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Keynote roundup: SuperConference day 2

GC panel focuses on lobbying for government policy, judicial roundtable discusses e-discovery dilemmas

The second day of SuperConference kicked off with a keynote panel on how general counsel can shape government policy. Panelists Christine Jones, GC of Go Daddy; Andrew Tavi, GC of Nissan; and Alan Tse, GC of Churchill Downs all  gave valuable insights into lobbying and the benefits it can bring a business.

Tse spoke about illegal online gambling companies and how they take money away from legitimate gambling companies like Churchill Downs. After Churchill Downs lobbied  in Washington D.C. to crack down on these sites, the Department of Justice ended up indicting several illegal poker sites and seizing the domain names of sites located overseas.

Tavi found success by treating greenhouse gas and fuel efficiency regulations proposed by the White House like an M&A transaction. Rather than fighting the Obama administration on every detail, they treated it like a negotiation and came away with credits for electric vehicles—which just  happen to be one of Nissan’s primary areas of investment.

At Go Daddy, Jones found a hole in the law and took it upon herself to fill it. She successfully lobbied to get laws passed that help internet service providers take down websites that endanger children and sell unauthorized pharmaceuticals.

“Lawyers are often in the best position to influence government policymakers because of their skill as negotiators,” Tavi said.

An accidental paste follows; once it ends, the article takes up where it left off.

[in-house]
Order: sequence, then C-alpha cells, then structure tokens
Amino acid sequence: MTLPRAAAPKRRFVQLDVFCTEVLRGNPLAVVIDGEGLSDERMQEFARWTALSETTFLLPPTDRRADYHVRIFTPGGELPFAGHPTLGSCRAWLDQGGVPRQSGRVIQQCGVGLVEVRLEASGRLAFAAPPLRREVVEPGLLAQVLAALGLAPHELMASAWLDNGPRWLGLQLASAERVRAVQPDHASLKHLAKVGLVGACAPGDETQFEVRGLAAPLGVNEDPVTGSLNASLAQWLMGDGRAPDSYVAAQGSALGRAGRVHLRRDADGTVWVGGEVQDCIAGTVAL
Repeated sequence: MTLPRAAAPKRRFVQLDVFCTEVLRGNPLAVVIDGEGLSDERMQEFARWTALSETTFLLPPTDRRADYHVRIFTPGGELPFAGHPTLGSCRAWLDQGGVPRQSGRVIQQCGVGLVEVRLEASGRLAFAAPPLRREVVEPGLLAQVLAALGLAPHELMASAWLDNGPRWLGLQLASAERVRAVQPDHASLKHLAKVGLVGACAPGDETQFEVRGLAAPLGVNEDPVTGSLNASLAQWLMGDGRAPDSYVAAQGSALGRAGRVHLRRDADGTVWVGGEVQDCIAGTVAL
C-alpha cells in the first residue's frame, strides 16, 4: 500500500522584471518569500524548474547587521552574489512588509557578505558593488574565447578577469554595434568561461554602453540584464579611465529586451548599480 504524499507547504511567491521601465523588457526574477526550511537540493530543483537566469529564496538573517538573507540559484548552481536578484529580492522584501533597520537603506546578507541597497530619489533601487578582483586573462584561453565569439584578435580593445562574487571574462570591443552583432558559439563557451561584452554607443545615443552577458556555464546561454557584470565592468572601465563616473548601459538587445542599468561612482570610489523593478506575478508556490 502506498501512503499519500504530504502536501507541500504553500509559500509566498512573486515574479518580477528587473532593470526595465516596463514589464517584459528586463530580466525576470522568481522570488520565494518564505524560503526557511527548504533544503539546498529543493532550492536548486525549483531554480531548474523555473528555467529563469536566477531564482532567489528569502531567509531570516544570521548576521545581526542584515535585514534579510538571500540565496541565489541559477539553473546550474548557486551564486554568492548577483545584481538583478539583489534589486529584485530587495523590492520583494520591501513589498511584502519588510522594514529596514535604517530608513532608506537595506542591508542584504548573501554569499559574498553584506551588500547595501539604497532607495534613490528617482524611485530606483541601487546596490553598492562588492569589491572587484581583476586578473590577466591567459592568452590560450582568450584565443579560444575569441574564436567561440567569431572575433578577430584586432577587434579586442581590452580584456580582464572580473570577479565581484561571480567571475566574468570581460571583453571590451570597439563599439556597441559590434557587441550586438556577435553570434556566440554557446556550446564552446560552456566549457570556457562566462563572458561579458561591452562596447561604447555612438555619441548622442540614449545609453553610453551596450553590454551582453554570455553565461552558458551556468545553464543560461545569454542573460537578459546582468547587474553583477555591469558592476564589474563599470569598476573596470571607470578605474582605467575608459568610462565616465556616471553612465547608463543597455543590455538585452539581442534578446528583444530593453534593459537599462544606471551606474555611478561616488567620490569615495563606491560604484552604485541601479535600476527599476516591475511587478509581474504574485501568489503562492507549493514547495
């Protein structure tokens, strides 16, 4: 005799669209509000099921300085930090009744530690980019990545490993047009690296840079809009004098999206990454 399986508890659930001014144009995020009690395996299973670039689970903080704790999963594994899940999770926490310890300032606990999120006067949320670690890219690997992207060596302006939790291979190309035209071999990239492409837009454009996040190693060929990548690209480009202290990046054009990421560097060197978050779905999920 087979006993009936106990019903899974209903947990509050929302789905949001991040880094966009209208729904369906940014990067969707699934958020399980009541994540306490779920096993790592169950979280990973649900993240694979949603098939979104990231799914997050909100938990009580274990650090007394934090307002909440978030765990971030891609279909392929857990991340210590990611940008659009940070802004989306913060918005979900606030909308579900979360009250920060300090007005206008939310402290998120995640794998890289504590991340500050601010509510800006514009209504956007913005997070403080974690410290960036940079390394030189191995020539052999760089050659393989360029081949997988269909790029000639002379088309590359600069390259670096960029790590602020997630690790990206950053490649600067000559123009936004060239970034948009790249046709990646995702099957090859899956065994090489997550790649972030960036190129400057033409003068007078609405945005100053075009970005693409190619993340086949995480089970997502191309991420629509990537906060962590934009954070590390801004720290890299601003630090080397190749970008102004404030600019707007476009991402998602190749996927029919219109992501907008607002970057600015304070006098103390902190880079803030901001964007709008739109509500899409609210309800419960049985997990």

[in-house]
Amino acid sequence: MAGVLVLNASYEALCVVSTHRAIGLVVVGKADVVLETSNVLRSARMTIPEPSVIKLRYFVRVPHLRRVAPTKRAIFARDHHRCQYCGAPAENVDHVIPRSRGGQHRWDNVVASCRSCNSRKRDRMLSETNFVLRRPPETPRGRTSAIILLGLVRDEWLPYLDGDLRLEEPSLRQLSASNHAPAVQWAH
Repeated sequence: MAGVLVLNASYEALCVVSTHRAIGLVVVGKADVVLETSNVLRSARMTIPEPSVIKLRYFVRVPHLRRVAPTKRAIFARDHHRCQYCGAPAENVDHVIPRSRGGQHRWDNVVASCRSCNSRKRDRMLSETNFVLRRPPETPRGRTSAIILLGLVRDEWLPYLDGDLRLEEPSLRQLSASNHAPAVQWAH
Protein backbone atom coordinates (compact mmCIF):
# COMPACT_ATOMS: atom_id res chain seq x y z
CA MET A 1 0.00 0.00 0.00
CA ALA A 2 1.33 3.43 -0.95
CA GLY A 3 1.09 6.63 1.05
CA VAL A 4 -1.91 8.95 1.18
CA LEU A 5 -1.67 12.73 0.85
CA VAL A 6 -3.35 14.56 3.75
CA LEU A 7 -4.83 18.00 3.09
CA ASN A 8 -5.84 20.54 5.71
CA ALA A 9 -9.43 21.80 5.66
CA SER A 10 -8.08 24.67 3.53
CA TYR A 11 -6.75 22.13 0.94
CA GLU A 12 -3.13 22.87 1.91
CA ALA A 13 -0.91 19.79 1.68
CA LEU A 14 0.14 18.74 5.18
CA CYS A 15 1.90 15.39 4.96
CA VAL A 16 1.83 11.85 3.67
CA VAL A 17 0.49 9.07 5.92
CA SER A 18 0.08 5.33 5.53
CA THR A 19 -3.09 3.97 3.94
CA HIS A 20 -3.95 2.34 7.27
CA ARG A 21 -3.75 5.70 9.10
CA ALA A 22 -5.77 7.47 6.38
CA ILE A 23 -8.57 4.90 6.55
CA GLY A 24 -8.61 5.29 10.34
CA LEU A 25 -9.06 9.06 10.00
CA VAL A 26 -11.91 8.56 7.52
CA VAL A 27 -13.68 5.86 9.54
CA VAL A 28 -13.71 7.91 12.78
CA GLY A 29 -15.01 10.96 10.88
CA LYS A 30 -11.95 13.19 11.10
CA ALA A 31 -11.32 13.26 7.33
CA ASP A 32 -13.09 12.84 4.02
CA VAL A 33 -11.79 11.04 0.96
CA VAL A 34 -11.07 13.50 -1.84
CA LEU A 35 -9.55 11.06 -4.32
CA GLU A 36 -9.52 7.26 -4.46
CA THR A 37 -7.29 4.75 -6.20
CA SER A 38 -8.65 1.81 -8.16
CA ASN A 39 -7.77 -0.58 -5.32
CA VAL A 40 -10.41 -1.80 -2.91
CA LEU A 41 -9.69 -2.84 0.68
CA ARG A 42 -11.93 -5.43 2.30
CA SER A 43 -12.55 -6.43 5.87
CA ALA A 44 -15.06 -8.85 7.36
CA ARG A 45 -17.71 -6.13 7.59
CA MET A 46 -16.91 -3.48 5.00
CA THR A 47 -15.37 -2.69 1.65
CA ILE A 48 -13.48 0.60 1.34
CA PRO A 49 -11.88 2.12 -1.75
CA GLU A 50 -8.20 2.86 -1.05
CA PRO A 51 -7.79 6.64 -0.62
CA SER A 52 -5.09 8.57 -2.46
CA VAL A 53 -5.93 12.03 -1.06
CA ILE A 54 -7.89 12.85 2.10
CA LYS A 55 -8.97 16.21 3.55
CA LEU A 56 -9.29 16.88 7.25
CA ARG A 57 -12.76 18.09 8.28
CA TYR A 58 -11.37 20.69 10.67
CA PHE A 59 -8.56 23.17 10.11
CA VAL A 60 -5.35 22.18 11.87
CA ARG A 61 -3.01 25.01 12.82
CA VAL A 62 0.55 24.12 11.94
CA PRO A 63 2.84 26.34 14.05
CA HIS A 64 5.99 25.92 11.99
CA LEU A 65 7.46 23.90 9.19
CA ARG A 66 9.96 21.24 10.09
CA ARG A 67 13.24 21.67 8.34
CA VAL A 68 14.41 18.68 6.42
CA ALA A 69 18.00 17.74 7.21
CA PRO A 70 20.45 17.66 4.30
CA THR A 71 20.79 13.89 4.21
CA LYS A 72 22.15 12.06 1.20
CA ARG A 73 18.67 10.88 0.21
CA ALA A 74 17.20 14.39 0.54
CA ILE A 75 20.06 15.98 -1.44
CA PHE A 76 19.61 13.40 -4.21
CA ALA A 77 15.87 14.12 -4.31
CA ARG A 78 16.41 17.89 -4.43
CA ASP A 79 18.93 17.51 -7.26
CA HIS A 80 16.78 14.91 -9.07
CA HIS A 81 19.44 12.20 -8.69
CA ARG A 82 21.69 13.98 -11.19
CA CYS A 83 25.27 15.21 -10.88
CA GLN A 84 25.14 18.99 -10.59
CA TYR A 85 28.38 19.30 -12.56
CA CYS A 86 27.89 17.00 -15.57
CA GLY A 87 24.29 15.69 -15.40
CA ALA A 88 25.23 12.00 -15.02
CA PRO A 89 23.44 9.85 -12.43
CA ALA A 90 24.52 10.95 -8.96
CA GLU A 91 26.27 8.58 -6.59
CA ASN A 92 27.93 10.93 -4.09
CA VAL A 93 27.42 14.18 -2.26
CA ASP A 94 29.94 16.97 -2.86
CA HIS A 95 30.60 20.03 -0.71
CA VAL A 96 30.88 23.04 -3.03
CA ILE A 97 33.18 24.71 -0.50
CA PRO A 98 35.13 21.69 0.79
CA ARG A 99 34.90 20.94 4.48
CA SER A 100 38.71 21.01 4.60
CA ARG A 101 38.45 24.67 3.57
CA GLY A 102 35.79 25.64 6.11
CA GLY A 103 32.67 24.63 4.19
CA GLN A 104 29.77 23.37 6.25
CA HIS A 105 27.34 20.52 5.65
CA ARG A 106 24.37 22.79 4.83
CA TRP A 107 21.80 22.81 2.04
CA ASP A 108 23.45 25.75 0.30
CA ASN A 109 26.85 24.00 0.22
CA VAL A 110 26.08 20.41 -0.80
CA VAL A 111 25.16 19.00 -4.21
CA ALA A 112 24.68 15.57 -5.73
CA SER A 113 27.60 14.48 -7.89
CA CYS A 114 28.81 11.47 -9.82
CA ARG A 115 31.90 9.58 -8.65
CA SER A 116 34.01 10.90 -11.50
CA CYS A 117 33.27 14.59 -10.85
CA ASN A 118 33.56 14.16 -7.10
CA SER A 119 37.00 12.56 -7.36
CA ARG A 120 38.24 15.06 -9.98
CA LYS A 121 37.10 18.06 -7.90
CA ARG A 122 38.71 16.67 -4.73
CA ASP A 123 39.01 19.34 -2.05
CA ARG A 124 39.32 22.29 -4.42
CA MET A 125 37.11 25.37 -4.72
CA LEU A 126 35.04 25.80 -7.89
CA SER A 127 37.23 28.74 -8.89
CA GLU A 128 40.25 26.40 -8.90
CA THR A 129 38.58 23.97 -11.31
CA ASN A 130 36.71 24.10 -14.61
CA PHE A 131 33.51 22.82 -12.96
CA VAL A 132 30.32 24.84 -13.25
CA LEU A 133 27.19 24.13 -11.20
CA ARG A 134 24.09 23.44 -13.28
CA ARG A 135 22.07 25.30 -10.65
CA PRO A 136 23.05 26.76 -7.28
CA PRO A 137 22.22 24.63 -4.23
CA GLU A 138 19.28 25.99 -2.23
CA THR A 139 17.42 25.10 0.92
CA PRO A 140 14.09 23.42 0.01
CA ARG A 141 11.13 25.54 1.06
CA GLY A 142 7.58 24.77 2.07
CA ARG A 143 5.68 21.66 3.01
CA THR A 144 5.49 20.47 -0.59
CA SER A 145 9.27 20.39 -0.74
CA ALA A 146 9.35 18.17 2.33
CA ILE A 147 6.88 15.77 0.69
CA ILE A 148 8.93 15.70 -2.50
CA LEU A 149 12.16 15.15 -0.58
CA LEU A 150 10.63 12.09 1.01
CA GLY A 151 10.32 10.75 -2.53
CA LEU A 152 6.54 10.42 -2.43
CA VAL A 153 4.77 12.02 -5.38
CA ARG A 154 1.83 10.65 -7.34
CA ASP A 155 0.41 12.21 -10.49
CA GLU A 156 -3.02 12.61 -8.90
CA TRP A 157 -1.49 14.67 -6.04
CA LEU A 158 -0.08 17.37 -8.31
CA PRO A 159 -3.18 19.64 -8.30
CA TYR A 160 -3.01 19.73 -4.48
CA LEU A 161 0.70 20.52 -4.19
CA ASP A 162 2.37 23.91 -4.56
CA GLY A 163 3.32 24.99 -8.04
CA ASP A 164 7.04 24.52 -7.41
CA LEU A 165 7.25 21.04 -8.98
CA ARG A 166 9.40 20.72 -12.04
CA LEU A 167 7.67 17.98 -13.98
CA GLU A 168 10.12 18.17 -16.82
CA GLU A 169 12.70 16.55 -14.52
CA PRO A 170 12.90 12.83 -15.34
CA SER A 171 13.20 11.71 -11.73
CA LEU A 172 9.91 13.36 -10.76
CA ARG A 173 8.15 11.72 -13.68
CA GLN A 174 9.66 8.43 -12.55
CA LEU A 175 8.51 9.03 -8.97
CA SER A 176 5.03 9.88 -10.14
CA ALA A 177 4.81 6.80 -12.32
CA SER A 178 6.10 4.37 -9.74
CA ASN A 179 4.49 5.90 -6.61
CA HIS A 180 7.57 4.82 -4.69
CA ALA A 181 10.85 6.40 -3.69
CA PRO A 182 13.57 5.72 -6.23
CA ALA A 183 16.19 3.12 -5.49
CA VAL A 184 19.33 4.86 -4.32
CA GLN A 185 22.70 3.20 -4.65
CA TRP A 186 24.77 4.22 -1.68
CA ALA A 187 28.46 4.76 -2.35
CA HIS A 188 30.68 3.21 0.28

After the GC panel, SuperConference attendees heard a lively discussion on e-discovery between the very people in-house counsel need to convince of their discovery diligence—judges. The judicial roundtable on e-discovery was moderated by Patrick Oot, special counsel for electronic discovery for the Securities and Exchange Commission and featured judges from four federal district courts and the chancery court of Cook County, Ill.

Panelists discussed recent e-discovery cases such as Pippins v. KPMG and Da Silva Moore v. Publicis Groupe, as well as offering some advice for e-discovery best practices. Here are some of their tips:

  • Don’t run away from e-discovery because most information relevant to any case is now stored electronically. “I wonder if it isn’t malpractice for lawyers to avoid ESI (electronically stored information),” said Peter Flynn, judge for the Cook County Circuit Court  Chancery Division.
  • Don’t forget about your client’s privacy. “It is just as key as the traditional concept of privilege,” said Lorenzo Garcia, judge for the U.S. District Court for the District of New Mexico.
  • Err on the side of too much preservation, rather than too little. “That which is not preserved is forever lost,” said James Francis, judge for the U.S. District Court for the Southern District of New York.
  • Own up to your mistakes. “When you’ve screwed up your preservation, the worst thing you can do is cover it up,” said David Waxse, judge for the U.S. District Court for the District of Kansas.
  • Embrace technology, even if it you’re not sure how the court will receive it. “The last thing we want to do is prevent the use of useful technology on the grounds that it hasn’t been used yet,” Flynn said.

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